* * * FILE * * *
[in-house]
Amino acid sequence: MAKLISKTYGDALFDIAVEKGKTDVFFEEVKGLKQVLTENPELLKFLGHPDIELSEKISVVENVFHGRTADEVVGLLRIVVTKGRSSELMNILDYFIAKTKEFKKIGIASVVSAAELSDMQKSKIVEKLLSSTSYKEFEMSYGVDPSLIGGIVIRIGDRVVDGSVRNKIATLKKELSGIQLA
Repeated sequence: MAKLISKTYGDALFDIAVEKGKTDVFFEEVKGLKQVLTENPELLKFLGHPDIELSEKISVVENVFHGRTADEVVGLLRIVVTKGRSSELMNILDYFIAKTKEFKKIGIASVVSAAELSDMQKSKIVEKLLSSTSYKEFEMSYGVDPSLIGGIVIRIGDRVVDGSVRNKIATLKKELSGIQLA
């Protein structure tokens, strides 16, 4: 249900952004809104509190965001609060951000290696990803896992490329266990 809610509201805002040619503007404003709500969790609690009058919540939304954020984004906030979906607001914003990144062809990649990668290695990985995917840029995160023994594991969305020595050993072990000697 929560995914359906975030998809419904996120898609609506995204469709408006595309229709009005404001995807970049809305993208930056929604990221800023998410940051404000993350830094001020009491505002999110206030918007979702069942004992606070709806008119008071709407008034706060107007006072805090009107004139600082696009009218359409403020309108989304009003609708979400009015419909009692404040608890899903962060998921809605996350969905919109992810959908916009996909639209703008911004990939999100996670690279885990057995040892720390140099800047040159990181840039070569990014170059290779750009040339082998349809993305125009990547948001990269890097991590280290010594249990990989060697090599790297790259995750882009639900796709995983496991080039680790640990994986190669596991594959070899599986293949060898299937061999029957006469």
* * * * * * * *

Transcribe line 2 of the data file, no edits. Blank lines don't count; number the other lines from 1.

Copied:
Amino acid sequence: MAKLISKTYGDALFDIAVEKGKTDVFFEEVKGLKQVLTENPELLKFLGHPDIELSEKISVVENVFHGRTADEVVGLLRIVVTKGRSSELMNILDYFIAKTKEFKKIGIASVVSAAELSDMQKSKIVEKLLSSTSYKEFEMSYGVDPSLIGGIVIRIGDRVVDGSVRNKIATLKKELSGIQLA